I was once writing a column about leadership and those moments when you really have to be tough and probably end up upsetting people. In my head was a phrase I was sure I had heard Denis Healey use on one occasion – that while “sometimes you may have to be a bastard you must never be a shit”. But as this column was for the FT, there was no way I was going to be allowed just to claim I had remembered it. I was going to have to check.
So I did what I always did on these occasions – I rang the great Geoffrey Goodman (sadly, since September 2013, no longer an option). Geoffrey searched his contacts books and came up with a number, which I dialled.
The phone was answered by someone with an unmistakably rich voice. “Lord Healey?” I ventured, slightly nervously. It was him. I explained my query. Had he said what I thought he had said? “Well,” he replied, “that sounds like me.” The quote was good. Trebles all round.
I thanked him for his help, which was gladly given. And before I could say goodbye he praised my old paper for providing him with so many different things he wanted to read. As Michael White confirmed in the Guardian, Healey was a great reader of newspapers and keeper of cuttings.
Healey’s death, coming at this pivotal and daunting moment for the Labour Party, will be seen by some as symbolic. He was, however, 98 years old. It is sad but not shocking, and the timing is coincidental. More interesting are the reflections, offered here by Luke Akehurst, on past left-right battles and whether they have any parallels today.
It is less controversial to focus on Healey’s personal qualities: courage, resilience, humour, breadth. That is what Labour figures will need to try and match on the long haul back to power. A younger Denis Healey would not be giving up in despair, nor taking a back seat, nor contemplating leaving the party. He would be working on building the arguments that might win back popular support. Who among the Shadow Cabinet and beyond will be able to match Healey’s staying power and appetite for battle? Who will make a similarly lasting impact on public consciousness?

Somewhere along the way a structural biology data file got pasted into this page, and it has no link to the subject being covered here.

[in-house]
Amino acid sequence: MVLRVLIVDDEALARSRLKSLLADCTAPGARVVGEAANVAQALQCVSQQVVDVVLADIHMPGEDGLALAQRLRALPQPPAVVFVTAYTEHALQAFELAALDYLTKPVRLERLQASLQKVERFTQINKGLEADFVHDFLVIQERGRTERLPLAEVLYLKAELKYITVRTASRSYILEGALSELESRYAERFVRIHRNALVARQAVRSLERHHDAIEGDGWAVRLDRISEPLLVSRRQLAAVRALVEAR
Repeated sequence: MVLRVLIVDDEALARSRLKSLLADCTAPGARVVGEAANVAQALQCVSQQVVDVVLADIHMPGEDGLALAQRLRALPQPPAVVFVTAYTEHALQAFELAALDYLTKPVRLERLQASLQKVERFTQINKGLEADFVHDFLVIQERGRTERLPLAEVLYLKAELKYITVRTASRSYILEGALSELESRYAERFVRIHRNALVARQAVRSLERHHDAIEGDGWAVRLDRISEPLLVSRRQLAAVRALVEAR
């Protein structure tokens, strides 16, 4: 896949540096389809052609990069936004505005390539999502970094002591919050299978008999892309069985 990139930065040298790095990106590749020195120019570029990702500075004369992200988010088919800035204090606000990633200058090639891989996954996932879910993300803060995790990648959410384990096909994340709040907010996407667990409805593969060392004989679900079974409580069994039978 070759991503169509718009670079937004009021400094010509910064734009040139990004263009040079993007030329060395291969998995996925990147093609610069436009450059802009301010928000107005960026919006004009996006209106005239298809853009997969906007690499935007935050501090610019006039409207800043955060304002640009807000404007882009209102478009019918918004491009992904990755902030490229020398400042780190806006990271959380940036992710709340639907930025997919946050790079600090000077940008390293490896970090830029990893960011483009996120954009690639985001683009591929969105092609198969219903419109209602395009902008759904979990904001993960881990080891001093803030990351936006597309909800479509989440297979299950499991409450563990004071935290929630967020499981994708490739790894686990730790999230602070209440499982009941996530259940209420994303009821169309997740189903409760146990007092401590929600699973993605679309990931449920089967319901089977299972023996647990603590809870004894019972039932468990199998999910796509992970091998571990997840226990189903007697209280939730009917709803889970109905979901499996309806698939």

I will be watching developments with interest, but will not be writing about them regularly for LabourList. Today the High Pay Centre, the think tank that studies top pay and argues for a reduction of the ever-increasing gap between the highest paid and the rest of us, is announcing that I will shortly be taking over as director there, succeeding Deborah Hargreaves, who is standing down after an impressive and highly successful stint in charge. The High Pay Centre is an independent and non-partisan organisation, and it would not be right for me to be pronouncing regularly on party political matters here. (I may pop up from time to time in a personal capacity if the editors will still have me.)
So, if you have read this far, thank you for doing so. Thanks also in particular to Mark Ferguson, who first suggested that I give this political blogging lark a try, and to great colleagues Emma Burnell, Conor Pope, Maya Goodfellow and Tom Happold, who have been a lot of fun to work with.
Please keep reading and supporting LabourList. Bye for now.